Shocked householders are fighting a proposal that would see residents' parking permits in one Somerset town rise by 875 per cent over three years.
Proposals to introduce a £100 "loading permit" for businesses county-wide, when loading is already a legally approved exemption, have also raised eyebrows.
Somerset County Council, which now administers the permits, wants to bring consistency across the county where three district councils used to run the schemes and set the fees. The county says it also needs to raise prices to cover the costs of administration, enforcement and maintenance. It is consulting on proposals which would see the fee for a resident's first vehicle – in affected streets – rise in stages to £70 by 2016-2017. That means a meteoric price rise in Minehead, where the fee set by West Somerset Council is only £8. The same permit currently costs £35 in Taunton and in Yeovil, where the fees were set by Taunton Deane Borough Council and South Somerset District Council respectively.
Somerset County Councillor and Minehead Town Councillor Tony Venner yesterday dubbed the scale of the rise in his town as: "absolutely crazy".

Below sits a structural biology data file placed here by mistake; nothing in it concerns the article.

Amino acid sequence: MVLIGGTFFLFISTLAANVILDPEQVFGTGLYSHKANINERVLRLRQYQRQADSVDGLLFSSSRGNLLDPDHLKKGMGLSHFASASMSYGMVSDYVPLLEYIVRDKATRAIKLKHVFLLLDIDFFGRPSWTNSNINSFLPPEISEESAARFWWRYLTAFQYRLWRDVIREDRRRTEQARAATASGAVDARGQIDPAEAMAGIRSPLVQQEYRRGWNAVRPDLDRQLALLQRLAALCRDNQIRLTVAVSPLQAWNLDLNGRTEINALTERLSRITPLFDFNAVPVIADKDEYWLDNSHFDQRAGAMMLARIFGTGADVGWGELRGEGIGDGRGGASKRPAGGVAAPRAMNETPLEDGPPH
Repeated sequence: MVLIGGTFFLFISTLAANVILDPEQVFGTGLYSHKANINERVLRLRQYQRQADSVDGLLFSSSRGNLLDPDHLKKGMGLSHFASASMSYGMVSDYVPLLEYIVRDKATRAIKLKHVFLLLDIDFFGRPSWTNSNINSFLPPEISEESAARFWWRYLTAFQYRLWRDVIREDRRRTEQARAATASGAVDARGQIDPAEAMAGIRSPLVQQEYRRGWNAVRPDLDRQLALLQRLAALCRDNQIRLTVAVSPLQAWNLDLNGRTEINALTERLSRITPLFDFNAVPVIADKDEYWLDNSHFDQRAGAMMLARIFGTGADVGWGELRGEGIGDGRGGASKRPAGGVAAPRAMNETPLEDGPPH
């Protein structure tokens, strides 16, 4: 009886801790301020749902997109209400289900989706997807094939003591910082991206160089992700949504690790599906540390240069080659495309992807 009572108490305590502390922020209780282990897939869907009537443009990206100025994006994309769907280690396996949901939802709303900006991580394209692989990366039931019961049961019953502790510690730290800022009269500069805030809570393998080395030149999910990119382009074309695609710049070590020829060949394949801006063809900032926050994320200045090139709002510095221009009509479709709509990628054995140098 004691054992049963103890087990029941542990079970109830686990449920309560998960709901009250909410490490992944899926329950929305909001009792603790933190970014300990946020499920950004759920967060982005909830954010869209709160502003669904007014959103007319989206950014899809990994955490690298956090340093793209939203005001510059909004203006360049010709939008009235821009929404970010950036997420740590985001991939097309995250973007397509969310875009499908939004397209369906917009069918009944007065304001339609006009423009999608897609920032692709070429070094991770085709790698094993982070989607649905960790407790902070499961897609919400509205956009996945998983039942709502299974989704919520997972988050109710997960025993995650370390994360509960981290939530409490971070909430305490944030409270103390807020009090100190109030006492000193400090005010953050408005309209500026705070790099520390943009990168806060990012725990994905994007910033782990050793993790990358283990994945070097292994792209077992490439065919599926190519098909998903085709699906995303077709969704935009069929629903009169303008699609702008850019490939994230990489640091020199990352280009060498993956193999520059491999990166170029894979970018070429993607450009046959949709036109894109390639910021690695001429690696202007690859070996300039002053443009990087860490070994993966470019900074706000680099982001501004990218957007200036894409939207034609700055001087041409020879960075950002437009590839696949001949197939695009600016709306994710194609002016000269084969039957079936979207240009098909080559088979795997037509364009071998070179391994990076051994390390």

"I have had quite a few calls about it," he said. "People are not against an increase. £8 was very reasonable, but it is the scale of the rise over such a short space of time that is a concern. Personally I think there should be an increase, but not 875 per cent in three years. If this was to take place over five years it would be different. I would also make a case for an exception for Minehead. It is not on the same scale as Yeovil or Taunton, and I am concerned that any increase should not be about making money, but only about covering costs."
Somerset County Council says that while loading and unloading is a permitted exemption, businesses have reported problems, especially if they have unmarked vehicles. A business permit would cost £150, and a loading permit £100.
John Richards, a Watchet town councillor involved with Watchet Chamber of Commerce said: "To be asked to pay £100 for what is legally allowed sounds very odd."
Motorcycles would no longer need permits, in recognition of their greener credentials.
A spokesman for Somerset County Council said: "The proposals aim to make the current system fairer across the county by standardising rates and ensuring the parking service can cover its costs now and in the future. We want to stress that all parking related income generated whether from permits or penalties is used to cover the cost of administering, maintaining and enforcing parking services."
The consultation runs until Friday.